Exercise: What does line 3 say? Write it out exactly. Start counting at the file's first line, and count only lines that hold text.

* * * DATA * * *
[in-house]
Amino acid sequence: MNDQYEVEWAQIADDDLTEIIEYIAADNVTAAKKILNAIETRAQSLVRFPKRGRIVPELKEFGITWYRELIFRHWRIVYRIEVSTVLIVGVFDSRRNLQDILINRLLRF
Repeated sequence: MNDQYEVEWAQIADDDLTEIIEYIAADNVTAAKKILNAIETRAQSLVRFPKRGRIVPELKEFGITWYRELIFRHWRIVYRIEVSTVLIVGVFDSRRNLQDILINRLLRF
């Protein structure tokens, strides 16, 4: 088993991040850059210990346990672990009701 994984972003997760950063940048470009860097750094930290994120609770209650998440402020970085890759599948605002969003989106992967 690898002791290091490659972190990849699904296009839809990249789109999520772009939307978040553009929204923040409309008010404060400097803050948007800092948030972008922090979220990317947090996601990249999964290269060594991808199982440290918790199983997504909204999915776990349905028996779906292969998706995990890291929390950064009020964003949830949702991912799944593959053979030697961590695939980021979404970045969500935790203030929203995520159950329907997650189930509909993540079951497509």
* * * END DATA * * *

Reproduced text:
Repeated sequence: MNDQYEVEWAQIADDDLTEIIEYIAADNVTAAKKILNAIETRAQSLVRFPKRGRIVPELKEFGITWYRELIFRHWRIVYRIEVSTVLIVGVFDSRRNLQDILINRLLRF